Ghana is gradually moving towards a digitised tax system that will boost domestic revenue generation. Over the years, local tax laws have been an ineffective strategy to increase the tax net. In fact, the introduction of initiatives to digitalise the tax system is a step in the right direction.
Graphiconline recently published a story about Vice-President Dr. Mahamudu Buwumia making an appeal to the Ghana Revenue Authority (GRA) to consider the Ghana Card as the basis to widen the country’s tax net. He said since the merger of the Tax Identification Number (TIN) into the Ghana Card system, the government has been able to increase the number of people with TIN from the four percent it inherited in 2017 to the current 85 percent.
Dr. Mahamudu Bawumia made the appeal in a keynote address at the 57th Congregation of the Kwame Nkrumah University of Science and Technology (KNUST) in Kumasi last Friday. He lamented that it is a very lazy approach to keep looking for taxes from people who are already paying their taxes, when you can rope in the vast majority of workers who are not paying their taxes.
The Vice President has been at the forefront of digital transformation in the country, with government spearheading various initiatives to harness the power of technology for the betterment of the nation. He used the opportunity to appeal to the Ghana Revenue Authority (GRA) to leverage the Ghana Card to widen the tax net of the country.
The Chronicle believes this is a commendable move that promises to revolutionise our tax system. The Ghana Card, a multipurpose national identification card, has already proven to be a game-changer in streamlining government services and facilitating citizen engagement.
The Chronicle is very sure that, with its extensive database and advanced biometric features, the Ghana Card has the potential to transform the way taxes are collected and administered in the country.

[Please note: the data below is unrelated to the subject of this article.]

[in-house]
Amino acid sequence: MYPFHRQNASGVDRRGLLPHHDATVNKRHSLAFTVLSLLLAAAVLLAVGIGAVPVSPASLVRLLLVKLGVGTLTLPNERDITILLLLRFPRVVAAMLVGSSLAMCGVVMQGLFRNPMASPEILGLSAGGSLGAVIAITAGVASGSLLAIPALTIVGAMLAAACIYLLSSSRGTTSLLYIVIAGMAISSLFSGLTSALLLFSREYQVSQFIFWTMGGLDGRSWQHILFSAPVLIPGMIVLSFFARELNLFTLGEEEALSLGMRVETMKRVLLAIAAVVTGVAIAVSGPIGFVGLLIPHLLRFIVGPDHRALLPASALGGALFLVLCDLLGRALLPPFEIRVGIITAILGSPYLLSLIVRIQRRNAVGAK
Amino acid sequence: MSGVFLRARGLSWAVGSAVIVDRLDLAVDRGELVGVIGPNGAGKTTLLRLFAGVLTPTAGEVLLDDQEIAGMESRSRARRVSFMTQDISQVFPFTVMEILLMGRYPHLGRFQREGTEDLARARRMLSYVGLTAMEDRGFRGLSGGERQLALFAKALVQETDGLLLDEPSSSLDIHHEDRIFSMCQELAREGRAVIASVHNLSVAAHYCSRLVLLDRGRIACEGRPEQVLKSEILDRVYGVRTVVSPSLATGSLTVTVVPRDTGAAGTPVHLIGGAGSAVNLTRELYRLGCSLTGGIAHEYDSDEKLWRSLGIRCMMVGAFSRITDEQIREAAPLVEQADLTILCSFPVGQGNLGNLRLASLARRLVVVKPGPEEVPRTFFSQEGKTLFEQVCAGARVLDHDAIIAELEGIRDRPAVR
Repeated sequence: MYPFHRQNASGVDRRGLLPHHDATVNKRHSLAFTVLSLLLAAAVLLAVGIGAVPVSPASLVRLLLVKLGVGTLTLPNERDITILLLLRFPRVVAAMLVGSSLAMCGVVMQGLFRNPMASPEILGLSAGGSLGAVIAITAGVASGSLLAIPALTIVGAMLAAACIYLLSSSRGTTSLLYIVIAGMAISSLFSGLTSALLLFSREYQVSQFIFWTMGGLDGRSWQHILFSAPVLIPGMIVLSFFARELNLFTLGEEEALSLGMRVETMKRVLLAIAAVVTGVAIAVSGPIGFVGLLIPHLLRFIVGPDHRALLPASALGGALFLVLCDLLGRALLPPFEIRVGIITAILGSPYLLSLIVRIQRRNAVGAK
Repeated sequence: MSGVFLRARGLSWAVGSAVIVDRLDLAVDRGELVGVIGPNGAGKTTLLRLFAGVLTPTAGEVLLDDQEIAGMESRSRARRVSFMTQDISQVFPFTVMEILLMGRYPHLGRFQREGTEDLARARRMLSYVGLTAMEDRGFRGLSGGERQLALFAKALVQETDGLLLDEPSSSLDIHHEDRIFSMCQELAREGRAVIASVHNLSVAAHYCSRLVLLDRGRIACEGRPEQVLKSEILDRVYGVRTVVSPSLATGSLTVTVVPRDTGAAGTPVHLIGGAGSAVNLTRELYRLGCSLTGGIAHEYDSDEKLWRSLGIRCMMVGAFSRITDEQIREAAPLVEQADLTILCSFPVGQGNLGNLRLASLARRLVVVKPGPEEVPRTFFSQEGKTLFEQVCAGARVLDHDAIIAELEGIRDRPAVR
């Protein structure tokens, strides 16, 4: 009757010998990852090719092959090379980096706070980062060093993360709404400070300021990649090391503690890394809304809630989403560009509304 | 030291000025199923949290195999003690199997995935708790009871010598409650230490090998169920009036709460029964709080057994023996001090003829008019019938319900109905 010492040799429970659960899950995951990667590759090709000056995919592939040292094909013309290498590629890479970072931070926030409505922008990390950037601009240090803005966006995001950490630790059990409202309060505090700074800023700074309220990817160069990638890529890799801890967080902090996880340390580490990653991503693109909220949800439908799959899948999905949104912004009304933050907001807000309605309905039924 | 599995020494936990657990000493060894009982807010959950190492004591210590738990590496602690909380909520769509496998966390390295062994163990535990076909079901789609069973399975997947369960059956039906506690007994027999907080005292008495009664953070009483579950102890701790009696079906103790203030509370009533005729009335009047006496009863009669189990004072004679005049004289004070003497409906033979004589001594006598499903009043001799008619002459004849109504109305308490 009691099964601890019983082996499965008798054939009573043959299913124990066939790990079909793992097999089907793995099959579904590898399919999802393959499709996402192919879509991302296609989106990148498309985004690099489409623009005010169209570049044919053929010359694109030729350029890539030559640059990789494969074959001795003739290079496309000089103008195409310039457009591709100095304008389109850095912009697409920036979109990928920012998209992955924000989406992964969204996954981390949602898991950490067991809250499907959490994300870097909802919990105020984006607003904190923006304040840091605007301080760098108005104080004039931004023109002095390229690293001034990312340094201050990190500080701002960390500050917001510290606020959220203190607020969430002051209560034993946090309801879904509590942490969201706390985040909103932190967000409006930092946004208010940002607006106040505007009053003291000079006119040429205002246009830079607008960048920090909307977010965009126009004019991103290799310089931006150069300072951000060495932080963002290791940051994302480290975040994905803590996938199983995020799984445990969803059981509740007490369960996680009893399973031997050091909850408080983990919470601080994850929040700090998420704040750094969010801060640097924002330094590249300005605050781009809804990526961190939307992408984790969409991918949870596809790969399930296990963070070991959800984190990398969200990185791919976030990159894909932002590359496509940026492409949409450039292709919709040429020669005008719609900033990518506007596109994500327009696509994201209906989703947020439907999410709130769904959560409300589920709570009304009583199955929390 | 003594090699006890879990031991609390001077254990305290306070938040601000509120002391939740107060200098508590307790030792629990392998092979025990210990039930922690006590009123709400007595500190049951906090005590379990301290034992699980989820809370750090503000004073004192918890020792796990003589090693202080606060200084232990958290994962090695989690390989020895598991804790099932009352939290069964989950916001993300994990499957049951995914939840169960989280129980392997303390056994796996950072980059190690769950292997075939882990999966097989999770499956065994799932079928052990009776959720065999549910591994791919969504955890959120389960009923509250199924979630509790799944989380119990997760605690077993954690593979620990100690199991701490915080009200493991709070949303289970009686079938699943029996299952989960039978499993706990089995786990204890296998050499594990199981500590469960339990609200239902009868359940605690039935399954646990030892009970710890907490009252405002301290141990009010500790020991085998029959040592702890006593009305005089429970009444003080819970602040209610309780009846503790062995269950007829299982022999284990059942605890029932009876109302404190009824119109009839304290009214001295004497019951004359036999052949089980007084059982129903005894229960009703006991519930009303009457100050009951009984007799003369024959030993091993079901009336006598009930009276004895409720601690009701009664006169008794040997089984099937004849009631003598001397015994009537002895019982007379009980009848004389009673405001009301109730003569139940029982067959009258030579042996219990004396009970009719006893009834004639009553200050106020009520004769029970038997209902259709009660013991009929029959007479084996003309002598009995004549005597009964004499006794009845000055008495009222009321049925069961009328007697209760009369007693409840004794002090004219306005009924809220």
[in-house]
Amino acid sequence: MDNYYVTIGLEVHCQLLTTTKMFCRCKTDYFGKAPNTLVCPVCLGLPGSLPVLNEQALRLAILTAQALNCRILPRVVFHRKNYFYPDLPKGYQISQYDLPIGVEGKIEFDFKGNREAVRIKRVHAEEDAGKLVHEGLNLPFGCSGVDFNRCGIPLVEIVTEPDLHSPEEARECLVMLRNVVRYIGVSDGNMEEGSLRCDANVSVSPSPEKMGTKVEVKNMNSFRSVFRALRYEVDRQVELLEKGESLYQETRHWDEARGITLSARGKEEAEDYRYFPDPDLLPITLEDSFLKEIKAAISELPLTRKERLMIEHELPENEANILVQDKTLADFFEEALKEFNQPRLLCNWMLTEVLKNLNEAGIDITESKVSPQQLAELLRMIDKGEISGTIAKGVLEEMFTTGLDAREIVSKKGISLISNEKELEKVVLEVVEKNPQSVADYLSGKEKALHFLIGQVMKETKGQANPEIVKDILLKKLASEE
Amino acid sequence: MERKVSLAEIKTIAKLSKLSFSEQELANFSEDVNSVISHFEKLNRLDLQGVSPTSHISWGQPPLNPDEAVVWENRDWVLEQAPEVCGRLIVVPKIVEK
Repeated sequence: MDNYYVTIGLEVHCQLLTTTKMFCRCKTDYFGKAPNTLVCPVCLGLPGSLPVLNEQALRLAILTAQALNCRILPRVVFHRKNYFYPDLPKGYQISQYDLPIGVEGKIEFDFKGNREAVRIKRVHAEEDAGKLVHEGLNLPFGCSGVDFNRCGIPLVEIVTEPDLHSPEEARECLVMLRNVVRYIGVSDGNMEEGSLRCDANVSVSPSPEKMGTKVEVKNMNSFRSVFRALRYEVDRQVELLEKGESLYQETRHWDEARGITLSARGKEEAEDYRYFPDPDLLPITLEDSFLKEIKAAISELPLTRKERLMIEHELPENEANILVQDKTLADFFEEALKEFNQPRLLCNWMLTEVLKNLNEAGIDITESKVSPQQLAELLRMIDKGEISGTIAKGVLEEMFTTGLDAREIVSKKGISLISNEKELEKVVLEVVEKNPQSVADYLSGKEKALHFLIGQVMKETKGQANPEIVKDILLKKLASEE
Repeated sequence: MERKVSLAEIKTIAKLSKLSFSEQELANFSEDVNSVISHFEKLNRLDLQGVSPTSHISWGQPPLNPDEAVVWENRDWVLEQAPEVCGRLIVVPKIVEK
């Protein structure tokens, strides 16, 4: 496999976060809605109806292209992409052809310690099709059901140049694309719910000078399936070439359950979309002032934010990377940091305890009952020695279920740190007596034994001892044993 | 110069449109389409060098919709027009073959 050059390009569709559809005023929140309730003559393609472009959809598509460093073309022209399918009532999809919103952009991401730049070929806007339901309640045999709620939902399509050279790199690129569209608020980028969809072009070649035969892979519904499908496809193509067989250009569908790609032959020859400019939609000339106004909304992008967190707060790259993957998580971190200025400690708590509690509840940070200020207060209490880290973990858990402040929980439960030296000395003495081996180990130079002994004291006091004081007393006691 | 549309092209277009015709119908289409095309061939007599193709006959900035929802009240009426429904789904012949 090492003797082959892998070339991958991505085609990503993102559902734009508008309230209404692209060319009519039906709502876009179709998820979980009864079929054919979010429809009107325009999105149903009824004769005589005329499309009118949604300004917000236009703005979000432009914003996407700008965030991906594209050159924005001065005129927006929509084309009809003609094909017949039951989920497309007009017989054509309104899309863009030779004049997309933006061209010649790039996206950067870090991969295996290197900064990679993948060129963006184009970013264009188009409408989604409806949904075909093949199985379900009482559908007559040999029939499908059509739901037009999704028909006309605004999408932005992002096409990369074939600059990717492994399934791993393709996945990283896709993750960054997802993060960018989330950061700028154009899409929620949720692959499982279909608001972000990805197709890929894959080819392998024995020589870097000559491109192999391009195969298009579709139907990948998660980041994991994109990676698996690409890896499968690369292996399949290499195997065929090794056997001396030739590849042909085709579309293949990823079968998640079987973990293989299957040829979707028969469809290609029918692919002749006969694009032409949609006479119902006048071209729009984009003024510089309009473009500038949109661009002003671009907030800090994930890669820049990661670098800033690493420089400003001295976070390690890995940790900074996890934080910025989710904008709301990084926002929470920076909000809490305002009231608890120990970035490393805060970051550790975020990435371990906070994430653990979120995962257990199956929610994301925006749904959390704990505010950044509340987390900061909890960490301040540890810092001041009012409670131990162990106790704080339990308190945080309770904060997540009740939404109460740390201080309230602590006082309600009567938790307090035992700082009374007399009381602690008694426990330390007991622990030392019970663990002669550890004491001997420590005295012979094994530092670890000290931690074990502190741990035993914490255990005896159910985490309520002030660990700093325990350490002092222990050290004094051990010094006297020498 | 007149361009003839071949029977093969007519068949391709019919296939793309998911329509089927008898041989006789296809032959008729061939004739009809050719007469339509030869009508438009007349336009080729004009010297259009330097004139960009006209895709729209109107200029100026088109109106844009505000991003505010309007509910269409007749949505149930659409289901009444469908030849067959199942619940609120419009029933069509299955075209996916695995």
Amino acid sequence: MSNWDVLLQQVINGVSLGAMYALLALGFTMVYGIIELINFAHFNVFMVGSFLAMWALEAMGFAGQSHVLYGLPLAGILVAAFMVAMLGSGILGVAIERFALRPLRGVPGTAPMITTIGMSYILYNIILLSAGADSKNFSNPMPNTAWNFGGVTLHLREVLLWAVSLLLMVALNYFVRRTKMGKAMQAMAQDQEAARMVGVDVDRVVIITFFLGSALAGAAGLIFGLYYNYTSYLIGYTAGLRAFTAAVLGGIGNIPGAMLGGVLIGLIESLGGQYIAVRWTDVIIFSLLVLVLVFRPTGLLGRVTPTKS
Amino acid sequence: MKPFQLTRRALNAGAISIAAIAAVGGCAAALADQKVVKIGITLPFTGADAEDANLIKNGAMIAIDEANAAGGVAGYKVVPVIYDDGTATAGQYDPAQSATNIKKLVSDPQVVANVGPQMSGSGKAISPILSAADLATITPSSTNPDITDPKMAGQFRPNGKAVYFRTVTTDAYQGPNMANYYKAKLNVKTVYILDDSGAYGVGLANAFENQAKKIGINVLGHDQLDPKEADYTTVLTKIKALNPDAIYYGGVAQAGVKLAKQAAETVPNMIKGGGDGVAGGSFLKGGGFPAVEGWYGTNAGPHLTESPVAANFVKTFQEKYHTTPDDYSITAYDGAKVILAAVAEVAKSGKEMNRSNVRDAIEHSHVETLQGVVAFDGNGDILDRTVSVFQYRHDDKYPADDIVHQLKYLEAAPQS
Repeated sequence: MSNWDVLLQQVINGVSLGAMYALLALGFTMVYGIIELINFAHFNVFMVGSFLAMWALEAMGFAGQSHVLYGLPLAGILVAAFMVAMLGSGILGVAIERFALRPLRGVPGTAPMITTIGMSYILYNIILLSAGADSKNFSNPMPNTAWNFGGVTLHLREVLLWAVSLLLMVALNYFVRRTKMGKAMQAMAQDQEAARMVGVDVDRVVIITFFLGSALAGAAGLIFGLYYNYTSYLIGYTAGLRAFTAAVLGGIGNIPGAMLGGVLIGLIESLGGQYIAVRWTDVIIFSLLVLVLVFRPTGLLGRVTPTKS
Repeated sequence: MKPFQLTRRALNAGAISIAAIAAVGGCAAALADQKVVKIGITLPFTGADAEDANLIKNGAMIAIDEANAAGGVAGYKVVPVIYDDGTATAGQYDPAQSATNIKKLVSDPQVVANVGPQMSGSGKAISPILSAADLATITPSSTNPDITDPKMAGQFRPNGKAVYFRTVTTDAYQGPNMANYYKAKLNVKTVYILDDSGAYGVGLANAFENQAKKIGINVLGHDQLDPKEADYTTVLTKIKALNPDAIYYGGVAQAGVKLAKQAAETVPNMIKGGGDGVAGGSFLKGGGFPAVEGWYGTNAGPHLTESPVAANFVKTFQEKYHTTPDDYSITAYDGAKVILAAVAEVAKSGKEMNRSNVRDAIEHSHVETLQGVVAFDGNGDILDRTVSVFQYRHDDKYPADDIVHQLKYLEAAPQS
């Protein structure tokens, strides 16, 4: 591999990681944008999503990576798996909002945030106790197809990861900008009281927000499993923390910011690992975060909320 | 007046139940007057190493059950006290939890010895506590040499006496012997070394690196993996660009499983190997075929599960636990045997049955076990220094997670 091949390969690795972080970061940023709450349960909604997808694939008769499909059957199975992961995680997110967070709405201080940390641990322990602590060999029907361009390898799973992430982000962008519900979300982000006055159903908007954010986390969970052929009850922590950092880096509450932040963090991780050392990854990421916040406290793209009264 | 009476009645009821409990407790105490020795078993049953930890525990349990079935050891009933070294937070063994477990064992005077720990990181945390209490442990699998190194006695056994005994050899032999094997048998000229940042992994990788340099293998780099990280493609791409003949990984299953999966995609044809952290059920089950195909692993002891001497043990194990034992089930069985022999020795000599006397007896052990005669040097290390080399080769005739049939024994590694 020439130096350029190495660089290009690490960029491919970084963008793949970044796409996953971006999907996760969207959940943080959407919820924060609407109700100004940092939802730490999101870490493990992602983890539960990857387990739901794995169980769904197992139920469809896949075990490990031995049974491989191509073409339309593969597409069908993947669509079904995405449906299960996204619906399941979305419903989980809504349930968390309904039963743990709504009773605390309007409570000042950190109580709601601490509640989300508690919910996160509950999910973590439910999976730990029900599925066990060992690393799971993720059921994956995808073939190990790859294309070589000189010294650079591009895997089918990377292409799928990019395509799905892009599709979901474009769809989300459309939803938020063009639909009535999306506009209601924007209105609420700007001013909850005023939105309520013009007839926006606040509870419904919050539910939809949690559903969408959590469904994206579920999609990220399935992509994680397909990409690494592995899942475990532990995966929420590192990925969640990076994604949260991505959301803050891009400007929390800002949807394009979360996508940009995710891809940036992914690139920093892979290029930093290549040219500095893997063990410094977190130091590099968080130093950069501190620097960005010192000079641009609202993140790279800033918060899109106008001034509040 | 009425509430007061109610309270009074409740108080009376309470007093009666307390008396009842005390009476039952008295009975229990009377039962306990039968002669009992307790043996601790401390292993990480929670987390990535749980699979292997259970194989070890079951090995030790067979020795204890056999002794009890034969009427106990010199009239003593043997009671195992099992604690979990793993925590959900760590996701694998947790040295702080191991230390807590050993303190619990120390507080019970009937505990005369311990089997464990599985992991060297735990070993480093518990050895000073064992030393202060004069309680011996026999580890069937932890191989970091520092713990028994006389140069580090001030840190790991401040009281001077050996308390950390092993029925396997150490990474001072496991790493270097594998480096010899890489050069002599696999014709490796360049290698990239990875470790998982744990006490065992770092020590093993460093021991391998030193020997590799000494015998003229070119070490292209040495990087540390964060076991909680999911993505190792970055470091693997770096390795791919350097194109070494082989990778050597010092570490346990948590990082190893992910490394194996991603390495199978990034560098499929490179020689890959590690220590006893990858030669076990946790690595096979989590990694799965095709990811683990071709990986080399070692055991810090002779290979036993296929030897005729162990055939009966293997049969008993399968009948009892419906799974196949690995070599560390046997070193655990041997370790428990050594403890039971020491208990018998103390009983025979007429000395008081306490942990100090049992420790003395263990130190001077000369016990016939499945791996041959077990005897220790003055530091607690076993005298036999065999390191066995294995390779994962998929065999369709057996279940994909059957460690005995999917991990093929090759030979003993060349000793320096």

One of the key advantages of leveraging the Ghana Card for tax purposes is the enhanced accuracy and efficiency it brings to the system. By utilising the Ghana Card, the GRA can effectively widen the tax net by ensuring that more individuals and businesses contribute their fair share towards national development.
The Ghana Card will contribute to overall revenue generation and also empower individuals and businesses to access a wider range of financial services, ultimately driving economic growth and poverty reduction.
The Vice President is also reported to have said that the Ghana Card could soon be used purchase vehicles, probably on credit. This is a game changer and The Chronicle finds it very laudable, as creditors will be confident in retrieving their monies once they have access to the Ghana Card details of the debtor.
In our candid view, the Ghana Card’s potential to widen the tax net is a ground breaking development that promises to revolutionise Ghana’s tax system.
As Ghana embraces the digital era, the future looks bright, with an efficient and inclusive tax system and paving the way for a more prosperous nation.